The Asian Infrastructure Investment Bank (AIIB) is emerging at a time when China’s economic and diplomatic ties are strengthening throughout the western world. Not only has it recently launched its own infrastructural institution in AIIB, but in 2011, China co-founded the New Development (NDB), formerly known as the “BRICS Development" Bank. These advancements force us to consider whether new, non-western institutions like AIIB and BRICS are meant to complement, or compete, with one another.
The birth of new regional lending institutions, like AIIB and NDB, was provoked partly by the US Congress’ refusal to reallocate IMF voting shares in 2012. Conceived out of a desire for a diplomatic status equivalent to their growing economic clout, the emerging economies of Brazil, Russia, India, China, and South Africa coalesced in 2012 and founded the NDB. Aimed at mobilizing “resources for infrastructure and sustainable development projects in emerging and developing economies,” BRICS offers alternatives to American and European-led lending institutions like the International Monetary Fund (IMF) or World Bank. While seemingly diverse, we must now speculate whether these distinctly non-western projects will support one another or increase development competition.
NDB’s launch took considerably more time than AIIB’s. First proposed in 2012, the bank took just over three years to launch, celebrating its official establishment in July 2015. AIIB, however, was first conceived in 2014 and will launch in early 2016. The five founding members of BRICS endured three years of negotiations in order to consolidate their structure. Contrastingly, AIIB’s unilateral founding has enabled its speedier, year and a half formation. Perhaps indicative of superior organization and efficiency, critics worry that AIIB may outpace the development of BRICS.
This concern is furthered by the comparison of voting shares between the two banks. Within BRICS, all five founding members have contributed an equal share of $10 billion out of its $100 billion in assets. In AIIB, China easily dominates, having contributed nearly $30 billion of its $100 billion capital base. This in turn, positions China with the greatest number of voting shares held by AIIB member countries. Critics caution that China will possess considerably more voting power than its fellow member states, and will utilize that power in determining the organizational structure of AIIB.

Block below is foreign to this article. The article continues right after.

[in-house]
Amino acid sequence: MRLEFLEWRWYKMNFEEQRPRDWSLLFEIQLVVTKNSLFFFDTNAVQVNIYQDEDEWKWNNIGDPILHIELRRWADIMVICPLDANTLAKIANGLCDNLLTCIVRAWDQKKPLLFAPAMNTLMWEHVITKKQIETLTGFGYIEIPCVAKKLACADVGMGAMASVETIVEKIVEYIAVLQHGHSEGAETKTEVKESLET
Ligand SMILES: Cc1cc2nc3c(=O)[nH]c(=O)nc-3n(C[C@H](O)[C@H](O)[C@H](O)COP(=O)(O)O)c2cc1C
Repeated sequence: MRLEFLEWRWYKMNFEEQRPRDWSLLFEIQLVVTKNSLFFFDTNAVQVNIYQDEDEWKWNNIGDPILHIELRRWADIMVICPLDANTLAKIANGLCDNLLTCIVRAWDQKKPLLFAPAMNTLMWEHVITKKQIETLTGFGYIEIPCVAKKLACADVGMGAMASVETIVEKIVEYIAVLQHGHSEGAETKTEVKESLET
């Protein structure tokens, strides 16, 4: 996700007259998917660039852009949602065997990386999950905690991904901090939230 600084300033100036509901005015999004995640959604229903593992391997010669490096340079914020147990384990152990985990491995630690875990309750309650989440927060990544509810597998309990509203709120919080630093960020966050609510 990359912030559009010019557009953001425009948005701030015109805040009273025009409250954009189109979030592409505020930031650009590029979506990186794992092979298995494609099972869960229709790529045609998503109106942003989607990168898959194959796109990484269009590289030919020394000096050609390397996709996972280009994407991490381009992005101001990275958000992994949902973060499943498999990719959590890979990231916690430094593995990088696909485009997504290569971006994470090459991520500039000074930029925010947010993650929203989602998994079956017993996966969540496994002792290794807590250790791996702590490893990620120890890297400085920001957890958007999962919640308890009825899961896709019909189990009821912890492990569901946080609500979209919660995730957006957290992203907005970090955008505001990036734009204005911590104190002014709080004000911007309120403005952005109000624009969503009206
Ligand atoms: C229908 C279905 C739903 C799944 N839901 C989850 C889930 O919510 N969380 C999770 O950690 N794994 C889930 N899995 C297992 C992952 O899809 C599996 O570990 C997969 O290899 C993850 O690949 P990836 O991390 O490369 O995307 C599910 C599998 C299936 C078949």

Though analysts hypothesize that AIIB and NDB may compete, others suggest that the two institutions are meant to complement one another. Aimed at alleviating the gaps in Asia’s infrastructural needs, the two banks could benefit from cooperation. Aligned with the NDB, AIIB has potential to make a greater contribution within international debate. Although there is skepticism that China will not be able to comply with human rights or environmental regulations, supporters of NDB emphasize that the influence of fellow emerging economies, like Brazil or Russia, will motivate China to recognize western standards.
Alongside emerging markets that are similar in economic and diplomatic statures, BRICS and AIIB may act independently of western lending institutions. Analysts stress that cooperation between AIIB and NDB could even break the ‘monopoly’ held by the IMF and World Bank. Proponents hope that potential partnerships between AIIB and NDB will compel western-led institutions to act more democratically. While these banks formed in response to the unequal allocation of voting shares in western-led institutions, they may still desire to reform voting powers, and thereby further integrate emerging markets into the international order.
Gabrielle Torres is an undergraduate studying Government and Spanish at the University of Texas at Austin.